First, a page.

The Internet of Things [IoT] is likely to be the Internet’s next big tidal wave and has the potential to impact how we live and interact with the world around us.
Hype, aggrandizement or timing aside, the market will be significant. Forecasts for Internet of Things vary widely; with IDC’s Worldwide Internet of Things Forecast, 2015–2020 projecting an $8.9 trillion dollar market by 2020 while Gartner is more conservative at a $1.7 trillion dollar market and Bain projecting $1.2 trillion by 2017. Truthfully like all new waves, IoT will probably not resemble the descriptions of today’s market analysts but the impact will be felt in how we prepare for the tidal wave.
The big questions in this whole Internet of Things puzzle revolve around data collection and storage. How are we going to interact with the data and collect it and how is the data going to be stored in a meaningful way to make sense of all the data points.
Do you know what this is?
This is an image of a Tricorder from the fictional television series Star Trek. There were primarily three distinct versions used throughout the series but in general these multifunction hand-held devices were used for sensor scanning, data analysis, and recording data. Captain Kirk or Spock could walk up to just about anything or anybody and with a push of a button get detailed information about the “thing” that was in front of them: medical and health information, engineering details of the ships computer system and whether the creature in front of them was friend or foe.
Today your iPhone or android device in your pocket is your Tricorder. Think about that. Today you have apps that monitor your health, track your workout, and control the heat in your house. Soon you will be able to walk up to just about anything or anyone and with a push of button get detailed information on the spot. Imagine walking into a restaurant and having the ability to learn about the ingredients in your meal, where the food was grown and how it arrived at the restaurant. We are talking about the ability to do analytics on data in real-time and this will fundamentally change the way we interact and collect data.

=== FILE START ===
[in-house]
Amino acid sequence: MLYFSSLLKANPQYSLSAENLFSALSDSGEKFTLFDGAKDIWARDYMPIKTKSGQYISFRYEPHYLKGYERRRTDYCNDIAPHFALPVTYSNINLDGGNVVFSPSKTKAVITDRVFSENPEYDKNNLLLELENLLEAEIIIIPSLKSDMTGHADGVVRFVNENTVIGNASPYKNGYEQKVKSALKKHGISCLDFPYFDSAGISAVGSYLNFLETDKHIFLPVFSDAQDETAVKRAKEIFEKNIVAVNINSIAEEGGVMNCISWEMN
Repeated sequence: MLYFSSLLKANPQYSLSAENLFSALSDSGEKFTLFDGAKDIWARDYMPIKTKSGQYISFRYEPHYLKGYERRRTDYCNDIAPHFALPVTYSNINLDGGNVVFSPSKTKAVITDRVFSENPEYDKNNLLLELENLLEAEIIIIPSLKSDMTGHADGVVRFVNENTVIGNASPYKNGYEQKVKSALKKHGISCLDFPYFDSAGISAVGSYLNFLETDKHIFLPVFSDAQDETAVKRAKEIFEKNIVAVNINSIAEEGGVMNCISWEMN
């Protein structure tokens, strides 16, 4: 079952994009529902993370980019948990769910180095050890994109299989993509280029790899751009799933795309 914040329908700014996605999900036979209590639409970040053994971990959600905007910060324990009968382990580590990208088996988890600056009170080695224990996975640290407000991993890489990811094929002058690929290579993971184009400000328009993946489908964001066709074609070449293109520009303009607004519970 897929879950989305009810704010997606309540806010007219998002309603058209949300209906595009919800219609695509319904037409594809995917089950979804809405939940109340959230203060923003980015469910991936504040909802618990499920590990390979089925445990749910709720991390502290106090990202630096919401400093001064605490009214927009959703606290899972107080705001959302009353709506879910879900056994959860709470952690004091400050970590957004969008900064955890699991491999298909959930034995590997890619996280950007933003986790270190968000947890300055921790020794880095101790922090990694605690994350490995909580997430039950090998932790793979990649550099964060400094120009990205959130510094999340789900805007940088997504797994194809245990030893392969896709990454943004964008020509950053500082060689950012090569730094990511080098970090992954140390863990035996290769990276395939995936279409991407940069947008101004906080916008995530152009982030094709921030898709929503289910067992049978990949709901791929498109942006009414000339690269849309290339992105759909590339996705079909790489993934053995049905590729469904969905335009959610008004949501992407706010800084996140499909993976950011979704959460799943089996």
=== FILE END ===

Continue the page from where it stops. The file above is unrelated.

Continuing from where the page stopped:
The iPhone “Tricorder” answers the first question around interaction and data collection but what about the data storage?
If you follow along with the Star Trek theme there was a concept of “Ultimate Computer” in one of the episodes. The ultimate computer system was built to handle all the ships functions without human assistance by gathering information through sensors and analyzing data to make decisions. The computer system stores data regardless of whether the information came from legacy systems, Tricorder or even from new foreign systems. It grew and learned through interactions. It was essentially a data lake that collected the information and allowed for real-time analytics to make better decisions. Think about that for our case today.
Fast forward to 2015 and the ultimate computer system is called EMC ECS, the scale-out object platform that is the foundation to our IoT data lake story. EMC solves the question of “how is the data going to be stored in such a way that we can make sense of it?” by providing a geo-distributed data lake approach to collecting IoT information—perhaps billions of objects— regardless of where the data comes from. The geo-distributed data lake approach allows for Cloud apps, mobile devices, and analytics all to reside and coexist with legacy systems.
Just like in the case of Star Trek, you will have a system in place that will grow with you no matter what new connectivity the Internet of Things will bring. The EMC data lake will grow and learn with you.
So here’s to jumping into the deep end of the data lake with EMC and embracing the new wave coming from the Internet of Things.
Live Long & Store Data